As for their academic work, Michigan Ross made the two realize how valuable their own experiences could be. “I recall we were going to have a discussion in class about a topic I had experienced in my work. The professor approached me beforehand, asking me to share my experiences with e-commerce,” Ozan said. “She took the time to understand my background, to get to know me.” Their professors' interest in both their personal and professional lives left the two impressed; their undergraduate courses had been primarily delivered in lecture format. “It was a shocking thing to me at first,” said Ebrar. “Everybody was participating a lot in classes, discussing topics, really getting to know one another.”
The two say their Multidisciplinary Action Projects (MAP) course at Ross allowed them to advance their skills quickly and help make the impact they wanted at companies. MAP allows MBA students to apply what they've learned in the classroom to real business problems at a sponsoring organization for seven weeks. Ebrar and her project team focused on digital transformations for Microsoft’s manufacturing clients and wrote a white paper on their results, connecting it to issues caused by the COVID-19 pandemic. “After gaining experience only in healthcare, my project with Microsoft allowed me to make that transition into tech,” said Ebrar. “It was great for me to understand the company's culture, and also network with tech leaders there.” For Ozan, his MAP assignment built predictive models to better leverage customer acquisition and retention with Amazon’s online grocery system during the peak of the pandemic. By chance, he was able to see that strategy implemented during his internship with Amazon in the months following his MAP assignment. The two were able to work on the goals they had set for themselves when they first applied to Michigan Ross.
Ozan and Ebrar have started speaking with prospective students about their experiences at Michigan Ross. “Once we updated our MBA status on LinkedIn, people started reaching out from Istanbul, and all across the globe, about our experience with Ross,” said Ozan. “It was only natural that we become ambassadors.” The ambassador program connects prospective students to Michigan Ross alumni and current students.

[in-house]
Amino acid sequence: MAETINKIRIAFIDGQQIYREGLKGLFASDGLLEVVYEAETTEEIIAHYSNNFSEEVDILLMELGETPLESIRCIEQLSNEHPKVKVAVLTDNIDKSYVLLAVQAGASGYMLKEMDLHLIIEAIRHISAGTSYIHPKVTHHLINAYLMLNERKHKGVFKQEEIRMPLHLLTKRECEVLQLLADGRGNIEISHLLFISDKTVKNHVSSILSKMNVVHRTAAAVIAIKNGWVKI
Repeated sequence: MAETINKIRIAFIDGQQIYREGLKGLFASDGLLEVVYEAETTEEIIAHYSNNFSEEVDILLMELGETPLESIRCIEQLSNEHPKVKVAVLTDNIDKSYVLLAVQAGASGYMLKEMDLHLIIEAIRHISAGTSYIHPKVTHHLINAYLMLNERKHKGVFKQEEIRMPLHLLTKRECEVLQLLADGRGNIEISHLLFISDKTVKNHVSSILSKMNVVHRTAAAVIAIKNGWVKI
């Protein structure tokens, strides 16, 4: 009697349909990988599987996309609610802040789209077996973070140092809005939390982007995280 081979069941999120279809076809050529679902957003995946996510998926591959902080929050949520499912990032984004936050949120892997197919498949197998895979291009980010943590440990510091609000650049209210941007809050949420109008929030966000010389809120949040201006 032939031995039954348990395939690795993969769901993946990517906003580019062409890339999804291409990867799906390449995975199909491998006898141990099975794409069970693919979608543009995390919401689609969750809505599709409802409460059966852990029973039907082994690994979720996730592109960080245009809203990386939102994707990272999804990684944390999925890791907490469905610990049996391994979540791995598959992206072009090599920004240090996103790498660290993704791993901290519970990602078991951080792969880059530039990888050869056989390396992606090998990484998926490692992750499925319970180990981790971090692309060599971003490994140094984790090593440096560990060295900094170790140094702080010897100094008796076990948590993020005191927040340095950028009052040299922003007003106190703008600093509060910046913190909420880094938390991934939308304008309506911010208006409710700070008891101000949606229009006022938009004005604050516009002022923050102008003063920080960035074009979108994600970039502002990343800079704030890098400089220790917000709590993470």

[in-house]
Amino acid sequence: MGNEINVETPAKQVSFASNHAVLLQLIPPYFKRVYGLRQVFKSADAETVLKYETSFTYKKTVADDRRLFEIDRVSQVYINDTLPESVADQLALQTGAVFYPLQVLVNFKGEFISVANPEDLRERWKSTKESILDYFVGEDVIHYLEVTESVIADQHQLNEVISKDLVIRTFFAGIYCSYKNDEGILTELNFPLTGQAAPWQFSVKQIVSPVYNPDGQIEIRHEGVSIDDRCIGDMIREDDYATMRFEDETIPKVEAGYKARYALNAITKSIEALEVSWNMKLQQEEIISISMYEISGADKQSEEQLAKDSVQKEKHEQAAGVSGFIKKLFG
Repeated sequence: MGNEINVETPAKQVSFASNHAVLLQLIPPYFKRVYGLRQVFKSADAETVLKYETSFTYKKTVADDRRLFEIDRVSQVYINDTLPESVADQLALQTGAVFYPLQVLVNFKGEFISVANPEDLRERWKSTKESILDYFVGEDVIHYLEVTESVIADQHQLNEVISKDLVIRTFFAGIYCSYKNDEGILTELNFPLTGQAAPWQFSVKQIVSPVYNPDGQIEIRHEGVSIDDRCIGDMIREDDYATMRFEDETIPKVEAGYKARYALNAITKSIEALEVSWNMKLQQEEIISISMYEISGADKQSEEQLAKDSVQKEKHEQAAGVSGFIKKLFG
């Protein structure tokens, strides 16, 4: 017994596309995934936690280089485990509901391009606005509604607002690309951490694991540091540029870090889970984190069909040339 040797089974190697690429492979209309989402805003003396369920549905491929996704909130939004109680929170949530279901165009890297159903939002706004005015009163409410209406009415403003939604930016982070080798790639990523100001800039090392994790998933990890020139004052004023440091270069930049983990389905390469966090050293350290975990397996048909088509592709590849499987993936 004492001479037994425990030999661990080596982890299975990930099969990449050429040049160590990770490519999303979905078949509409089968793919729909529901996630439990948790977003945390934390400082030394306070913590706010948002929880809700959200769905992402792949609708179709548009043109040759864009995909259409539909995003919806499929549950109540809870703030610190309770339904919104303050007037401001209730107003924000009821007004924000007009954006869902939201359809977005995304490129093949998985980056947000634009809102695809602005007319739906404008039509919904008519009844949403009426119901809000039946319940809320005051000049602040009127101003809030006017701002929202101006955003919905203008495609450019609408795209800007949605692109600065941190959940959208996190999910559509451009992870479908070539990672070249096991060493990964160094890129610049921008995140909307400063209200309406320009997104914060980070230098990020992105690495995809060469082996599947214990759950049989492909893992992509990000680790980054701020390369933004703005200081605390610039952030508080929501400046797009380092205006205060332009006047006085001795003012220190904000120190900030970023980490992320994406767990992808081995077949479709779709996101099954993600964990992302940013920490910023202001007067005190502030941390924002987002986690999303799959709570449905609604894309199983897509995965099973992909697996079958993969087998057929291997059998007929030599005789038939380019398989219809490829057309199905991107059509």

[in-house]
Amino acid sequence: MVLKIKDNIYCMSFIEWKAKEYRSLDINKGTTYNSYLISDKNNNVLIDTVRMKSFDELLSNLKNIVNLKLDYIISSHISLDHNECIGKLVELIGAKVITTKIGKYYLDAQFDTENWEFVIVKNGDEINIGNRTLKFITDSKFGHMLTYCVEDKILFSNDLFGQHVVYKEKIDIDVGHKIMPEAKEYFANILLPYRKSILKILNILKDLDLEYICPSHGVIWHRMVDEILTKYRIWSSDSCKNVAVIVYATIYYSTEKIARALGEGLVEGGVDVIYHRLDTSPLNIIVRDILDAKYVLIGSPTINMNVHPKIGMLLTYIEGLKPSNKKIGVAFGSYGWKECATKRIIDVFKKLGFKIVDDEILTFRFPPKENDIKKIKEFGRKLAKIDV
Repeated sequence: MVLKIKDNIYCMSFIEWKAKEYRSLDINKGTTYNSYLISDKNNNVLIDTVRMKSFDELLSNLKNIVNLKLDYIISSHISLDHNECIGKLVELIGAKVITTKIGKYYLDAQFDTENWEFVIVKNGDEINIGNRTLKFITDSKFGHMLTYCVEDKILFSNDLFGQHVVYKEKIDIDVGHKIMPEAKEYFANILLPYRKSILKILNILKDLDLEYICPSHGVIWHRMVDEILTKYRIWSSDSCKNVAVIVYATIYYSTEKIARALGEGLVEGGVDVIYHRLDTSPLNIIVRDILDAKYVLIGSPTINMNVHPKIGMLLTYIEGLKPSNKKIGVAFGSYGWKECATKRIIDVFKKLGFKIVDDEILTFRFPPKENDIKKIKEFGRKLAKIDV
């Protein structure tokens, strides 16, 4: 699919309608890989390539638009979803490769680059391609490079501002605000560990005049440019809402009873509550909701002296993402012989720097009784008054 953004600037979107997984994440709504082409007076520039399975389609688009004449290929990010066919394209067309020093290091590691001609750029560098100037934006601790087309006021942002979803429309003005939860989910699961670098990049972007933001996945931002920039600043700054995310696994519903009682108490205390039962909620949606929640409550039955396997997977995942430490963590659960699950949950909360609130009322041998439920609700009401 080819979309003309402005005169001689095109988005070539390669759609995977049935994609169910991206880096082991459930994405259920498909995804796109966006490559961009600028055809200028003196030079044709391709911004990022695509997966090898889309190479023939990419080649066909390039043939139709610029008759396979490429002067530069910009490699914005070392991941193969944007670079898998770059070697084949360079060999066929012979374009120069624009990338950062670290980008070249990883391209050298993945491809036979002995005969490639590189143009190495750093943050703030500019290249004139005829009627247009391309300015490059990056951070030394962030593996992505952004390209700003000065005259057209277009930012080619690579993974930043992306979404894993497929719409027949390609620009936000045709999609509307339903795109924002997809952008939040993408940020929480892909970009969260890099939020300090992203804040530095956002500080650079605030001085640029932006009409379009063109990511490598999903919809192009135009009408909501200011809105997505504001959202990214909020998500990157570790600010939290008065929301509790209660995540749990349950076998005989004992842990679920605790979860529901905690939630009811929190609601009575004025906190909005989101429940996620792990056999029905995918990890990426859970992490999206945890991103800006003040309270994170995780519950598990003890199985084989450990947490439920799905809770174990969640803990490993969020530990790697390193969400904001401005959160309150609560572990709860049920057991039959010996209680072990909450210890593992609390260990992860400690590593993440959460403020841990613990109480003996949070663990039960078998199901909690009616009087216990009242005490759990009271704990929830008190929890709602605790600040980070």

The application process can be stressful, so having a network of people to rely on, to have mentorships with, is really valuable,” Ebrar said. For the two, being able to act as liaisons for international students across the globe has been a fulfilling experience, and allowed them to keep ties to their home country of Turkey.
This powerhouse couple will continue their post-MBA journey together, heading out to Seattle to take on roles with Amazon. Ozan will work as a senior product manager and Ebrar will serve as senior program manager with Amazon Web Services. Throughout MBA applications, recruitment, and now their work lives, Ozan and Ebrar said they’re lucky to have one another. “We learned how to help each other, we learned how to cope, and that's how we grew,” said Ozan.
The Erdems have advice for those applying to MBA programs: “Enjoy the process,” said Ebrar. “It’s a really good reflection exercise, writing those essays, connecting with the school, getting prepared for admissions interviews. Leverage that opportunity to get to know yourself better. Regardless of the admissions results, the experience is worth it.”